Monday, October 13, 2008

Now it's a monster and will not obey

No, you are NOT expected to listen to all 7 minutes.

Offering this as Exhibit A, in my efforts to prove to people that revolutionary talk was all the rage in 1970, the year Bill and Bernadine were cooking up bombs in Greenwich Village and blew up three of their friends... and for the record, those are the only people they ever killed. Themselves.

As I said in the comments of my post titled the Bradley Effect, everyone got in on the act.

I wrote the following, in that thread, which I am reproducing here:

Did you ever hear the song "Monster" by Steppenwolf? I mention it (as a totally random example) because I first heard it at a redneck* party with a bunch of bikers drinking beer. I thought, WOW, since some of them were enthusiastically singing along with it, even the ones with confederate flag tattoos. And this was Bill Ayers' era.

[Mike commented on the thread]: "but that that class of radicals think different from mainstream America."

Speaking of 2008, you would be right... in fact, any time after Reagan was inaugurated, you would be right. BUT AT THE TIME???? You are dead-ass wrong. As the poet-laureate of the age so memorably sang, "There was music in the cafes at night and revolution in the air." Hippies, bikers, housewives who frequented the same beauty salon my grandmother did, my neighbors, et. al. talked about revolution as if it might be inevitable, and there was even a revolutionary faction of ex-GIs against the war. Even serial killers (think: the most famous of our time) believed in revolution and made that part of their psychosis. IT WAS VERY DIFFERENT THAN NOW, and even my Republican grandfather from West Virginia thought there could be revolution.

Can I ask how old you are, and if you were there at the time? How old were you in the 70s?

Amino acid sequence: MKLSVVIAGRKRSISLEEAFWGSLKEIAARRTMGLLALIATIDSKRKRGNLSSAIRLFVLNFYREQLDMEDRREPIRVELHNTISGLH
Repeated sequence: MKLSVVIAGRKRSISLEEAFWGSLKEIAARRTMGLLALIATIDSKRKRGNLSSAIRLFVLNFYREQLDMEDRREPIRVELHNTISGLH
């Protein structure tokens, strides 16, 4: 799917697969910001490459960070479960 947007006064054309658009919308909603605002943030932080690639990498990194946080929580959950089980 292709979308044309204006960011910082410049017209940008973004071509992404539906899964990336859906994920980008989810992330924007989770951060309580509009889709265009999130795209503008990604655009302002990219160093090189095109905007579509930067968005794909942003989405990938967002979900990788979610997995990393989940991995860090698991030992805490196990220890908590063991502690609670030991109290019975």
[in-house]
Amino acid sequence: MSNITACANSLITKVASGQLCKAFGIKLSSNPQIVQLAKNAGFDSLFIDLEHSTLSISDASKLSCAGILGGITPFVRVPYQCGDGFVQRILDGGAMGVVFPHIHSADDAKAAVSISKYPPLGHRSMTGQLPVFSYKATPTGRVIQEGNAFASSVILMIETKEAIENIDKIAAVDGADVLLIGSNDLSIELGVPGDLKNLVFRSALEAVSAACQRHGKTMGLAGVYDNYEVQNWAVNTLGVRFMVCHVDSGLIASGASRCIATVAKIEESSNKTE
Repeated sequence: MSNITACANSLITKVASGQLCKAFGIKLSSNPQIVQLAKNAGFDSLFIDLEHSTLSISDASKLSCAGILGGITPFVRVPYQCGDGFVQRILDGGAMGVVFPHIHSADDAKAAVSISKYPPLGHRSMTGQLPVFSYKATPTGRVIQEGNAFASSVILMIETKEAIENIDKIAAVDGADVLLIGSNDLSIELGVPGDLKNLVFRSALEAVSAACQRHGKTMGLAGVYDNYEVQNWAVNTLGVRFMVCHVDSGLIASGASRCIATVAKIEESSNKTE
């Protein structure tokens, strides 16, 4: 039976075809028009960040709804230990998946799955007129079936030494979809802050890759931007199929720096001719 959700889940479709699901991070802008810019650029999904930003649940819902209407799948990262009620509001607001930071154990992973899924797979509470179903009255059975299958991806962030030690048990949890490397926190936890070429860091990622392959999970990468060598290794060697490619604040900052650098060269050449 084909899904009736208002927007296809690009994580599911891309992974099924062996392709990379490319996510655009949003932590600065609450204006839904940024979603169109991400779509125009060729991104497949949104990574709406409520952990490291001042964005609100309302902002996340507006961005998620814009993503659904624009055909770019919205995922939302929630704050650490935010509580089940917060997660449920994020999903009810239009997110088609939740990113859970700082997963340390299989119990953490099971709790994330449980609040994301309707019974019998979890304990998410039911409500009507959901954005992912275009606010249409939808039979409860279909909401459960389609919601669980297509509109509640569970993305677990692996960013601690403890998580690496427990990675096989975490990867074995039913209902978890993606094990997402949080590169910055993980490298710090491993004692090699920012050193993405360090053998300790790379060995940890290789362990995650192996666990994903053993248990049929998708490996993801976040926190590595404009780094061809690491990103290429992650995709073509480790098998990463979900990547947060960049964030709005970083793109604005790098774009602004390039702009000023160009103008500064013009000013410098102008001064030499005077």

As I wrote [in my Bill Ayers post linked above], I am getting fed up with the rewrites of history by people who have it wrong in countless ways. In addition, you are applying the morality of NOW to the morality of THEN, and as we all know, 20/20 hindsight is perfect.
And I offer the lyrics, also, to "Monster" (below) for those who can't get through the whole song. Musically, starts off like gangbusters alright, great middle-section, then at the end, turns into a sing-along... but again the SING-ALONG aspect was the POINT. Regular people, not Weatherman, but REGULAR PEOPLE bought this album and used to SING ALONG!!! The video I have selected, however, is pretty good. There are several versions, suggesting this song is as much of a landmark in other people's lives, as it was in mine.

This song represents so much. I wondered, as a teenager, if it meant there really might be revolution, which excited me. I was a working class kid from Ohio, and that's what I thought. The concept of revolution was not APART from the masses of mainstream America, at that time... just as now, "ordinary, mainstream America" is suddenly learning the intricacies of Wall Street economics, whether we really want to or not.

Dammit, stop rewriting history!


*one of those words I am allowed to use, but you aren't. :)


~*~



Words and music by John Kay and Jerry Edmonton

(Monster)
Once the religious, the hunted and weary
Chasing the promise of freedom and hope
Came to this country to build a new vision
Far from the reaches of kingdom and pope
Like good Christians, some would burn the witches
Later some got slaves to gather riches

But still from near and far to seek America
They came by thousands to court the wild
And she just patiently smiled and bore a child
To be their spirit and guiding light

And once the ties with the crown had been broken
Westward in saddle and wagon it went
And 'til the railroad linked ocean to ocean
Many the lives which had come to an end
While we bullied, stole and bought our homeland
We began the slaughter of the red man

But still from near and far to seek America
They came by thousands to court the wild
And she just patiently smiled and bore a child